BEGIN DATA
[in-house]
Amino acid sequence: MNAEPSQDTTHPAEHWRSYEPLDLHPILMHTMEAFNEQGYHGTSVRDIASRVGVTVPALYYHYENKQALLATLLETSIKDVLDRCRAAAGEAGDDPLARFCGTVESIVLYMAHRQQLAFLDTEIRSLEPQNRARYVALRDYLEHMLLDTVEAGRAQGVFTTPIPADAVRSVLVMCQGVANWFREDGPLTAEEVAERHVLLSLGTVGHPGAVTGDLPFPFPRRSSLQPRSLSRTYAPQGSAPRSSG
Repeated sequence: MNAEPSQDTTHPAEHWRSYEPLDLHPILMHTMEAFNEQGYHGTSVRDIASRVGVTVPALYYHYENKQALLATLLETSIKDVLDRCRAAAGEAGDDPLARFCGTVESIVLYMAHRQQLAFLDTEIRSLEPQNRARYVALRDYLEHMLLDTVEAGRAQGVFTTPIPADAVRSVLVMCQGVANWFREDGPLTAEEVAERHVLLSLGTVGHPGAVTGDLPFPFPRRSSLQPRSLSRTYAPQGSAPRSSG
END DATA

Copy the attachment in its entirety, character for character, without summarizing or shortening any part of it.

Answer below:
[in-house]
Amino acid sequence: MNAEPSQDTTHPAEHWRSYEPLDLHPILMHTMEAFNEQGYHGTSVRDIASRVGVTVPALYYHYENKQALLATLLETSIKDVLDRCRAAAGEAGDDPLARFCGTVESIVLYMAHRQQLAFLDTEIRSLEPQNRARYVALRDYLEHMLLDTVEAGRAQGVFTTPIPADAVRSVLVMCQGVANWFREDGPLTAEEVAERHVLLSLGTVGHPGAVTGDLPFPFPRRSSLQPRSLSRTYAPQGSAPRSSG
Repeated sequence: MNAEPSQDTTHPAEHWRSYEPLDLHPILMHTMEAFNEQGYHGTSVRDIASRVGVTVPALYYHYENKQALLATLLETSIKDVLDRCRAAAGEAGDDPLARFCGTVESIVLYMAHRQQLAFLDTEIRSLEPQNRARYVALRDYLEHMLLDTVEAGRAQGVFTTPIPADAVRSVLVMCQGVANWFREDGPLTAEEVAERHVLLSLGTVGHPGAVTGDLPFPFPRRSSLQPRSLSRTYAPQGSAPRSSG